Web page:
Concepts, Implementation and Effectiveness
Edited by Michael Faure, Peter De Smedt and An Stas
Chapter 4: The role of networks in ensuring compliance and strengthening coordination: a comparative analysis on INECE, ECENA, RENA and REC Turkey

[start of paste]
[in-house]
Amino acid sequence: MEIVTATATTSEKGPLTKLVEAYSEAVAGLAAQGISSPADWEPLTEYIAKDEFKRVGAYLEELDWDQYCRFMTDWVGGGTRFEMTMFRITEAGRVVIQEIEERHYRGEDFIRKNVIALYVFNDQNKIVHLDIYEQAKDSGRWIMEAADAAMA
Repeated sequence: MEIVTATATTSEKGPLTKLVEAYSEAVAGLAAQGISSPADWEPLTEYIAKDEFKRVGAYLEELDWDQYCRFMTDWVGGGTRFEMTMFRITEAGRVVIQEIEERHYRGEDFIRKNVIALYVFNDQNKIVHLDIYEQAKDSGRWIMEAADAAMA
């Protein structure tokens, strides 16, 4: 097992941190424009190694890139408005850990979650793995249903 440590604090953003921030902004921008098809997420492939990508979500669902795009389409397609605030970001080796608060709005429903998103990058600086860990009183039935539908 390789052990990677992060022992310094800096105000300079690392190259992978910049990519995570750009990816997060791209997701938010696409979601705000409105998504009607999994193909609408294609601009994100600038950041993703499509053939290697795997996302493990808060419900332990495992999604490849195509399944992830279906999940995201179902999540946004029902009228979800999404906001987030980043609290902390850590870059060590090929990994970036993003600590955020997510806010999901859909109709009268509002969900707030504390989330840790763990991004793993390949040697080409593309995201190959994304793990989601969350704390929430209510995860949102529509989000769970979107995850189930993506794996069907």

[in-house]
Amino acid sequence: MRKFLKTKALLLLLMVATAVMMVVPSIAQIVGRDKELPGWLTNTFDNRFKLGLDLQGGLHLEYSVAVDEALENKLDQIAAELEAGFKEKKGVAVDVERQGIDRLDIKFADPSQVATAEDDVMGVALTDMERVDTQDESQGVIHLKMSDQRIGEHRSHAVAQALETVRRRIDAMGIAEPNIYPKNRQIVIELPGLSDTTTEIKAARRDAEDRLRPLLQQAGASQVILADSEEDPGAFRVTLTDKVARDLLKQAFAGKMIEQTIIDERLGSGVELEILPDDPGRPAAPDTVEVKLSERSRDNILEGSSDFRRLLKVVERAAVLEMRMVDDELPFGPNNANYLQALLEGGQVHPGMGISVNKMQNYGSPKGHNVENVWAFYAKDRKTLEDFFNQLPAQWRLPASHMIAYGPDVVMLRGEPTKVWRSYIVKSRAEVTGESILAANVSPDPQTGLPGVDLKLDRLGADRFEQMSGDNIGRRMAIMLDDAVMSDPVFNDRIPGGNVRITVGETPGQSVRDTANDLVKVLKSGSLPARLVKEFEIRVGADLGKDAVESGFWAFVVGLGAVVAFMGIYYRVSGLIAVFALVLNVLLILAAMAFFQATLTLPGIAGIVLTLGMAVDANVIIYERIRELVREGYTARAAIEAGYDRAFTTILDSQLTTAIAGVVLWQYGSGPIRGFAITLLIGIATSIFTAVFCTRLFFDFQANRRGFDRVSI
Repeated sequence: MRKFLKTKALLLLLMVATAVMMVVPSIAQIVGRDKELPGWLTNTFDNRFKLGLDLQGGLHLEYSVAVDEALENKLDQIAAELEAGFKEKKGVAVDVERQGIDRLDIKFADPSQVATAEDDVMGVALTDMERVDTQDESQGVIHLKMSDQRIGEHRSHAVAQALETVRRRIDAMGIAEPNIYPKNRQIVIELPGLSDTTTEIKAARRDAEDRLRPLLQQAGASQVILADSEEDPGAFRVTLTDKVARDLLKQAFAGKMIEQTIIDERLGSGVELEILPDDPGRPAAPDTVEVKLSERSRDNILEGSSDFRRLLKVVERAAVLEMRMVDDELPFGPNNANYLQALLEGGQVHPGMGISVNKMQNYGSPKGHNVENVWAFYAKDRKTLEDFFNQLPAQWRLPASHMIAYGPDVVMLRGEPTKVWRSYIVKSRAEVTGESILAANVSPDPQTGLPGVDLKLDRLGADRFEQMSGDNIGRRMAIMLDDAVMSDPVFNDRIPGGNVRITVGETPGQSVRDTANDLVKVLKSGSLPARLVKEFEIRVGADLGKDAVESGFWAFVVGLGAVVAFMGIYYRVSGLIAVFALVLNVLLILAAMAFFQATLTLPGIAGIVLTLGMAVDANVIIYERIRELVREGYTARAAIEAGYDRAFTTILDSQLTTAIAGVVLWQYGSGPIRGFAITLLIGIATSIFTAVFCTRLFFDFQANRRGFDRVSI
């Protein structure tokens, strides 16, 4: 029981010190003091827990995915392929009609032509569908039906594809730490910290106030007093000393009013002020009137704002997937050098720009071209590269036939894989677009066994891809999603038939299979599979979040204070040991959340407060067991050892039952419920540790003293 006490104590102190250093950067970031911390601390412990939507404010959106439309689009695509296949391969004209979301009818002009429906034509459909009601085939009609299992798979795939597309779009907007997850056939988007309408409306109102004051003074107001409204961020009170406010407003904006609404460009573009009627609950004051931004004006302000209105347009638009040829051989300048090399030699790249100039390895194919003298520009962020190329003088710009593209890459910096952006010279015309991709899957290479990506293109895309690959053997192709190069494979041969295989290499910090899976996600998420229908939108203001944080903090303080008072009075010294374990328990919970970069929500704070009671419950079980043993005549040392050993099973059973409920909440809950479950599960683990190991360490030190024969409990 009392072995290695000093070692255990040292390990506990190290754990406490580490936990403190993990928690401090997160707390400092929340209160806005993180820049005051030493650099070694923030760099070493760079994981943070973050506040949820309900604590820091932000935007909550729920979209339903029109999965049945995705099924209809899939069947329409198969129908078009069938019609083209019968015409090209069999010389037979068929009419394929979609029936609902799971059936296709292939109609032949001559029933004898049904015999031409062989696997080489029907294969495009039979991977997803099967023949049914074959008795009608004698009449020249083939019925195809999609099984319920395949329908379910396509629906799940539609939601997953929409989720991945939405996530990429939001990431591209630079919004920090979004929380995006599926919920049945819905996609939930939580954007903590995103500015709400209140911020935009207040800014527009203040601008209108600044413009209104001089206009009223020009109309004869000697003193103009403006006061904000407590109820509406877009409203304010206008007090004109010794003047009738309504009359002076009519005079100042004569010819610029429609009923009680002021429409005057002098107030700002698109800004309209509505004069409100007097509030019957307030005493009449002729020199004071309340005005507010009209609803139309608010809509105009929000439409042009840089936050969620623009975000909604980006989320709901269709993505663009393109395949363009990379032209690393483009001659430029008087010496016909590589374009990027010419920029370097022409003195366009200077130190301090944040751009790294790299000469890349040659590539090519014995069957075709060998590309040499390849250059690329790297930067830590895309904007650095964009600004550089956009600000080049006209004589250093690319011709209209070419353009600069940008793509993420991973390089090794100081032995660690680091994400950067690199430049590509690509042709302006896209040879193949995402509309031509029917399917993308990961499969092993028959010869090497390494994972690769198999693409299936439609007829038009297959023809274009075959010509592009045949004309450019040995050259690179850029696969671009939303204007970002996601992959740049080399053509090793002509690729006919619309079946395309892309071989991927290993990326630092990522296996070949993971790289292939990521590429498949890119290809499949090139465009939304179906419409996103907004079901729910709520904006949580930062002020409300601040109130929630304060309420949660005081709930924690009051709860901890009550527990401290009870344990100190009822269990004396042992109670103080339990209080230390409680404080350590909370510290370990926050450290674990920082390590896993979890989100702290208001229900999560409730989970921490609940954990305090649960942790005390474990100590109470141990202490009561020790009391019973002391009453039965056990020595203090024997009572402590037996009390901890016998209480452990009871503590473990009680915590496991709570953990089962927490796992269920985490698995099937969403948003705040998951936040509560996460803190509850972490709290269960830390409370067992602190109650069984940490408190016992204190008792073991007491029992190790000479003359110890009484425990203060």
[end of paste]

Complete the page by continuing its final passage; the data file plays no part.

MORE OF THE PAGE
The compliance issue has turned out to be one of the major concerns for global environmental governance (GEG) in both international environmental law (IEL) and international environmental politics (IEP) in recent decades. To illustrate, the need to strengthen compliance has been precisely stressed in Agenda 21 (chapter 8, para. 21; chapter 39, para. 9) as a response to effective governance of environmental problems. Agenda 21 is currently a soft-law document, it has no binding effect in international law. However, when the efforts to create an all-encompassing UN Treaty – the Draft International Covenant on Environment and Development which contains provisions for reporting, compliance mechanisms and dispute-settlement mechanisms (Articles 67, 68, 69) – are taken into account, its soft-law recommendations become more important. This is particularly because this draft Covenant aims not only to consolidate existing legal principles related to the environment and development, but also to convert Agenda 21’s soft-law recommendations into legally binding hard international law.
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